The Difference Between Safe Debt and Stupid Debt is Huge

Today, Dear Readers, I have a question for you: Is there a difference between borrowing and financing? Don’t stress. I’ll tell you. There is. Both create debt and understanding the difference is important to your financial health.

You have to think of debt as a rope. You can use rope to lift, rescue, and tie things together. Or you can use it to hang yourself. Debt can improve your life or it can ruin it.


I used to think borrowing and financing were the same. I considered myself involved in high finance with my bevy of credit cards. I charged all kinds of clothes, meals, trips and entertainment. We financed the house, the car and countless household appliances. It was all the same to me. I could have stuff now and pay later. I considered my juggling acts some kind of advanced high finance. I had to learn the difference between borrowing and financing the hard way.

Borrowing is the temporary use of a thing or money, while financing implies the management of assets or money. Borrowing creates unsecured or dangerous debt, while financing creates secured or safe debt.

Borrowing is hazardous to your financial health because it offers no alternatives. No escape routes. You borrowed the money, and you must pay it back from future income. With the unsecured debt, you’ve eliminated options. Mountains of unsecured debt can tie a person to an undesirable career, squelch opportunities or create heavy burdens that are often unbearable.

Depending on money you have not earned yet to pay for stuff you don’t have now or perhaps cannot even remember, is choosing financial bondage. It’s stupid and a crazy way to live.

Financing, on the other hand, involves collateral or “security.” The borrower pledges property, either real (such as a home or land) or personal, and agrees to liquidate that thing of value in the event he or she runs into repayment difficulty. In a financing situation, provision always exists so the debt can be canceled by virtue of the very item that is financed. You finance a car, for example. You come on hard times or change you mind. You sell the car and use the proceeds to satisfy the debt.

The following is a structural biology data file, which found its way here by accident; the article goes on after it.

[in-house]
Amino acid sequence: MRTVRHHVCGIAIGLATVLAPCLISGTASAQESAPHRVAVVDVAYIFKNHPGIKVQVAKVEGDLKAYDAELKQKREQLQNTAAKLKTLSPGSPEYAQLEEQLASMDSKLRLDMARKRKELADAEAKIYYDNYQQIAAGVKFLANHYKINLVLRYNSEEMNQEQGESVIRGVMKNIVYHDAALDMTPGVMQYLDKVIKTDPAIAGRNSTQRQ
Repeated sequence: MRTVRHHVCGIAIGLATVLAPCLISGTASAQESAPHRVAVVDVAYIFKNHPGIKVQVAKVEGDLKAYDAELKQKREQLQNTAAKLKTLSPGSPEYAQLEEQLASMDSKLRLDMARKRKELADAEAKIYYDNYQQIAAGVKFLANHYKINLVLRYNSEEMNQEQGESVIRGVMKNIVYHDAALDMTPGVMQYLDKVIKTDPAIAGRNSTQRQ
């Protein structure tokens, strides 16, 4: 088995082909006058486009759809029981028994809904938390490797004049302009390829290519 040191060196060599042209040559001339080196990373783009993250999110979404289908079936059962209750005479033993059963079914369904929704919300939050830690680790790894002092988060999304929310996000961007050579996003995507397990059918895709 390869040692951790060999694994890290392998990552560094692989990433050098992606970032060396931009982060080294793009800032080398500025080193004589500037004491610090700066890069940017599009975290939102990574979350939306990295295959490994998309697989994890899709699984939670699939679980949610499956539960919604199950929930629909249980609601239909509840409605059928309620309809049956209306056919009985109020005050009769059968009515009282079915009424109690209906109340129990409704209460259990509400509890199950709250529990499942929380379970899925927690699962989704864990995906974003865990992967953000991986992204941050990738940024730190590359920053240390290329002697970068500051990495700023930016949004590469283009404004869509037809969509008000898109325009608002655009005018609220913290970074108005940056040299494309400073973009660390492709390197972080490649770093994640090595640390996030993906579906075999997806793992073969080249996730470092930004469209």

Financing allows a person to use assets to achieve a more useful or productive result. Financing is a safe, realistic and reasonable way to purchase a home, for instance. The value of the home secures the repayment.

Financing does not presume unreasonably on the future. Let’s take a real estate purchase, for example. You decide to buy a home, and that cute three-bedroom on a pretty is a great option. For now.

But 10 years from now, you might develop an unrelenting urge to move to Tibet. Even though you still owe $190,000 on the house, it’s no problem. You sell the property, pay off the loan, and head for the hills.

If that $190,000 represented borrowed funds—an unsecured debt—you’d probably be stuck, left to only dream of what mountaintop life might have been had you not so foolishly borrowed away your future.

Learn to recognize the difference between financing and borrowing, then avoid borrowing like the plague. Keep any debt confined to secured, safe debt.

Your future will be filled with options as you learn to say no to the kind of debt that can so easily turn into a noose.

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2 replies
  1. Miriam Kearney says:

    I agree that securing a loan with collateral makes it safe-ish. But .These days cars are being “financed” for 7 years. At that rate the loan amount doesn’t always go down at the same rate as the depreciation on the car turning it into a unsafe borrowing. What happened Mary to you oft said Maxim about buying cars for cash. I think financing by definition really only to objects that appreciate over time.

  2. Kay Jones says:

    I would suggest caution with using a house as collateral. We have seen the real estate market all over the place. People have been upside down and not been able to sell with a profit to either invest in another house or pay off debt. In some ways it is just another way of counting on unknown future earnings.


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